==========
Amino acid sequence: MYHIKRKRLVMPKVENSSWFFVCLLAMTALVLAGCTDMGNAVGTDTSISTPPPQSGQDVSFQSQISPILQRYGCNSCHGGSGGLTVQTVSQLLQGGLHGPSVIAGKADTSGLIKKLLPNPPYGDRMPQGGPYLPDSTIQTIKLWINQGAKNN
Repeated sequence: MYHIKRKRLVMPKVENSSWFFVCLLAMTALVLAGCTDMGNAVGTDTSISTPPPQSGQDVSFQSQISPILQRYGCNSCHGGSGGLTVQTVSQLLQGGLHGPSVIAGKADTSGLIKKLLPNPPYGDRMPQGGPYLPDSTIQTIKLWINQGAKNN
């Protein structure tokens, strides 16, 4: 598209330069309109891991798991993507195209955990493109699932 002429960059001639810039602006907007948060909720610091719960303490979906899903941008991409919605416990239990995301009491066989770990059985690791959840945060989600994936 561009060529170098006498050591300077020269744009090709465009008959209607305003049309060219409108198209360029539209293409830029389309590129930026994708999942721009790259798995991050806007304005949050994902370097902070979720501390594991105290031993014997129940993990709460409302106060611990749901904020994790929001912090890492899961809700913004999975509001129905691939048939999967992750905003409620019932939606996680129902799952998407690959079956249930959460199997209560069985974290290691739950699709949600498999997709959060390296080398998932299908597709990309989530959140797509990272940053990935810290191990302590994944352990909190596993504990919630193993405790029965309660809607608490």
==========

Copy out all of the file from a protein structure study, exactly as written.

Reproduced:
Amino acid sequence: MYHIKRKRLVMPKVENSSWFFVCLLAMTALVLAGCTDMGNAVGTDTSISTPPPQSGQDVSFQSQISPILQRYGCNSCHGGSGGLTVQTVSQLLQGGLHGPSVIAGKADTSGLIKKLLPNPPYGDRMPQGGPYLPDSTIQTIKLWINQGAKNN
Repeated sequence: MYHIKRKRLVMPKVENSSWFFVCLLAMTALVLAGCTDMGNAVGTDTSISTPPPQSGQDVSFQSQISPILQRYGCNSCHGGSGGLTVQTVSQLLQGGLHGPSVIAGKADTSGLIKKLLPNPPYGDRMPQGGPYLPDSTIQTIKLWINQGAKNN
């Protein structure tokens, strides 16, 4: 598209330069309109891991798991993507195209955990493109699932 002429960059001639810039602006907007948060909720610091719960303490979906899903941008991409919605416990239990995301009491066989770990059985690791959840945060989600994936 561009060529170098006498050591300077020269744009090709465009008959209607305003049309060219409108198209360029539209293409830029389309590129930026994708999942721009790259798995991050806007304005949050994902370097902070979720501390594991105290031993014997129940993990709460409302106060611990749901904020994790929001912090890492899961809700913004999975509001129905691939048939999967992750905003409620019932939606996680129902799952998407690959079956249930959460199997209560069985974290290691739950699709949600498999997709959060390296080398998932299908597709990309989530959140797509990272940053990935810290191990302590994944352990909190596993504990919630193993405790029965309660809607608490």